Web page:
The boats that left Minerva Reef yesterday are all trying to get in before the next weather front hits the Opua area. It looks as if I will encounter a southerly front moving north up the NSW coast on Sunday. I expect to reach Coffs Harbour about that time so I have turned up the revs on the engine and am now doing almost six knots. When the northerly winds arrive I will increase the sail area and see if I can reach the NSW coast by noon Sunday. If however the wind arrives before I make it to the safe harbour I may stay out that night and enter the following day. No point on rushing in just to have to confront the harbour entrance and find a place to dock. The last time I arrived at Coffs Harbour it was the start of a storm and I surfed through the breakwater entrance hoping I would loose the wave before I had to turn to starboard into the real harbour. Fortunately the swell died and I entered with easy. I did have to stay almost a week, along with a number of other boats waiting for the storm to pass and letting us sail south again. I don't want to repeat that.
No fish on the line for the past day so I might change the lure this afternoon to a more red colour. It is unfortunate that my source of material is getting low so the selection is not as wide as I would have hoped. But as my good friend Richard always said.. You only catch a fish if your hook is in the water.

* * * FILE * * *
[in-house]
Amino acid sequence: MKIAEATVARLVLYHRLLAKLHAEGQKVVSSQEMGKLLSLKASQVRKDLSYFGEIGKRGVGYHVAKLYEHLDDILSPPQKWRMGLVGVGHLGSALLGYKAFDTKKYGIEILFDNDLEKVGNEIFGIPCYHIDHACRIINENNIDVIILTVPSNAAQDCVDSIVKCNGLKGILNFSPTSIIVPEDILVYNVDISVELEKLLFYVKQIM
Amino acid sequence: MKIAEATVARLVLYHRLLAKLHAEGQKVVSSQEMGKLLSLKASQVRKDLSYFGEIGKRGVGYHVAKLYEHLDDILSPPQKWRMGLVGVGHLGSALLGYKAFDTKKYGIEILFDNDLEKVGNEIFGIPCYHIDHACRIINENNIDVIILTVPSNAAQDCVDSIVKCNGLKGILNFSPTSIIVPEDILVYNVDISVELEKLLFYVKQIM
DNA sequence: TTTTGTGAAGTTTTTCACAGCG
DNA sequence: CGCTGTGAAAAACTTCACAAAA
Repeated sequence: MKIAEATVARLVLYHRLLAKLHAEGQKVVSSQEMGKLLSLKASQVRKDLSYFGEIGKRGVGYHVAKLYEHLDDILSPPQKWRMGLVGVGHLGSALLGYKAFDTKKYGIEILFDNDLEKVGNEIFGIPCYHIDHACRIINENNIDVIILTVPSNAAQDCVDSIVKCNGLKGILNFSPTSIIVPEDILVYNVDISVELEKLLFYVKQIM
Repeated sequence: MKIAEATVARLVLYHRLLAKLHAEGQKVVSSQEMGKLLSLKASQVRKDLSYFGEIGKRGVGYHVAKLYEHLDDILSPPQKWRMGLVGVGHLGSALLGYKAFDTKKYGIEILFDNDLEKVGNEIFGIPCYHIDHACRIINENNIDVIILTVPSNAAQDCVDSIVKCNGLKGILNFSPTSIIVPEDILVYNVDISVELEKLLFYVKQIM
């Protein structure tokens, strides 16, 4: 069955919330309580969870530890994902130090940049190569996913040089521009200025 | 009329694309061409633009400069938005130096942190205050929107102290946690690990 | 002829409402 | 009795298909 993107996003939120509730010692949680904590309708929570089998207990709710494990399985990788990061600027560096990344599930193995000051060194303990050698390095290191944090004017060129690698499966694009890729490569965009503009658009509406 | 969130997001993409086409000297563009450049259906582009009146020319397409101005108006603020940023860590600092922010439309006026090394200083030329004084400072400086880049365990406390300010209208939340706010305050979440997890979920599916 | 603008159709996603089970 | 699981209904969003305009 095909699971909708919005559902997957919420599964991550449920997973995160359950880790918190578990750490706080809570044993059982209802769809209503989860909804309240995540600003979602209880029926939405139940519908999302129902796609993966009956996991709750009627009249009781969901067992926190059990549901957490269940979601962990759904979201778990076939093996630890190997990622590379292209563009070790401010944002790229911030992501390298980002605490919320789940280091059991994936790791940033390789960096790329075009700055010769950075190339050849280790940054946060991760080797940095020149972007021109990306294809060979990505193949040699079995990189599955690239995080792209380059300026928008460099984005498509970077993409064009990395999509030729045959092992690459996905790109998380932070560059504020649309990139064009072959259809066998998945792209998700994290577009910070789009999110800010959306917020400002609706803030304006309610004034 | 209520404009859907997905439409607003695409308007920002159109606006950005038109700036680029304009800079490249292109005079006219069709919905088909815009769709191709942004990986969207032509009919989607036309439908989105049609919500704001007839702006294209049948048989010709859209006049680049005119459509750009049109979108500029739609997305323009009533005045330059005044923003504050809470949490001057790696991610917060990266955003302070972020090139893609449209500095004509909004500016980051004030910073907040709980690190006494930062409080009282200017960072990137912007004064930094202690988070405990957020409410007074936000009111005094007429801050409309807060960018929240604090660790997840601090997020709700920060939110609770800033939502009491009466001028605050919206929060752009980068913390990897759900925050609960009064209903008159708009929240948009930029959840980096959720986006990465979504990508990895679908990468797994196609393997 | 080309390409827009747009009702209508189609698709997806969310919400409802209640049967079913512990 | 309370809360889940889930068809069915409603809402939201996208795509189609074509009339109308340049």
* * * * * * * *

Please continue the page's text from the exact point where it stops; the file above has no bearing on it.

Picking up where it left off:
Day 4 326 nm to go

The AIS alarm went off as I was reading my book at about noon yesterday. I looked up and saw a type B vessel, ie a small craft at about 4.8nm off my starboard beam. I looked from the cockpit and just saw a vessel as it rose and fell in the slight sea. I called it by position because the AIS did not give its name. No response. I returned to my book. After about half an hour I got a call on the VHF 16 from a fishing vessel which was just a mile off my port bow. He had heard my call to the other and informed me that they were long line fishing boats working together out of Northern NSW laying their lines. He did not have AIS while his mate did but his mate only listened to channel 10 their fishing frequency. He had just arrived after travelling 450nm and was laying his line in a parallel line to my course and if I continued I would be OK.